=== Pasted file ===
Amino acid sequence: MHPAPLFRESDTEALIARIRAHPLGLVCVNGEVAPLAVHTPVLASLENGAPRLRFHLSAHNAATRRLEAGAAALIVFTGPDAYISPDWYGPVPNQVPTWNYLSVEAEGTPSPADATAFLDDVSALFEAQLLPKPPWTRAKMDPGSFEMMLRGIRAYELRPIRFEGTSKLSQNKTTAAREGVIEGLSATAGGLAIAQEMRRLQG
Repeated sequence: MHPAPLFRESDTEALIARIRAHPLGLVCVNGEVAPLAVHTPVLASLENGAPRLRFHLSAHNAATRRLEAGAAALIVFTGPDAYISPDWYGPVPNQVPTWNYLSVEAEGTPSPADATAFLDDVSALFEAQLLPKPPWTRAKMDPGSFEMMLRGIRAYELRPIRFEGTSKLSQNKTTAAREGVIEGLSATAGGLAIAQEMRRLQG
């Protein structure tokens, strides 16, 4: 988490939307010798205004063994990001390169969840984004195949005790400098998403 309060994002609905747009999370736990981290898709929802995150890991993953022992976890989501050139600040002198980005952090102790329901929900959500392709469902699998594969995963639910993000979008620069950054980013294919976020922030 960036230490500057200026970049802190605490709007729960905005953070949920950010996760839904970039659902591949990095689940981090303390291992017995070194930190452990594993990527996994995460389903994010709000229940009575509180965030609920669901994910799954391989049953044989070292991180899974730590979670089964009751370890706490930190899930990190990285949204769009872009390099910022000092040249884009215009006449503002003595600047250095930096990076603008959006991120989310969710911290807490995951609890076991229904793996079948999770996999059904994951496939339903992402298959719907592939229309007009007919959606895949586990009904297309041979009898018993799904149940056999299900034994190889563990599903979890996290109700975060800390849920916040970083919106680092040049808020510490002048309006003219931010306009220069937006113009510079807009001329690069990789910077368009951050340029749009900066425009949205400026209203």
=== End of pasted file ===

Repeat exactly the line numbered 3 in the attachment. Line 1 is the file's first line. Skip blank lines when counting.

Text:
């Protein structure tokens, strides 16, 4: 988490939307010798205004063994990001390169969840984004195949005790400098998403 309060994002609905747009999370736990981290898709929802995150890991993953022992976890989501050139600040002198980005952090102790329901929900959500392709469902699998594969995963639910993000979008620069950054980013294919976020922030 960036230490500057200026970049802190605490709007729960905005953070949920950010996760839904970039659902591949990095689940981090303390291992017995070194930190452990594993990527996994995460389903994010709000229940009575509180965030609920669901994910799954391989049953044989070292991180899974730590979670089964009751370890706490930190899930990190990285949204769009872009390099910022000092040249884009215009006449503002003595600047250095930096990076603008959006991120989310969710911290807490995951609890076991229904793996079948999770996999059904994951496939339903992402298959719907592939229309007009007919959606895949586990009904297309041979009898018993799904149940056999299900034994190889563990599903979890996290109700975060800390849920916040970083919106680092040049808020510490002048309006003219931010306009220069937006113009510079807009001329690069990789910077368009951050340029749009900066425009949205400026209203």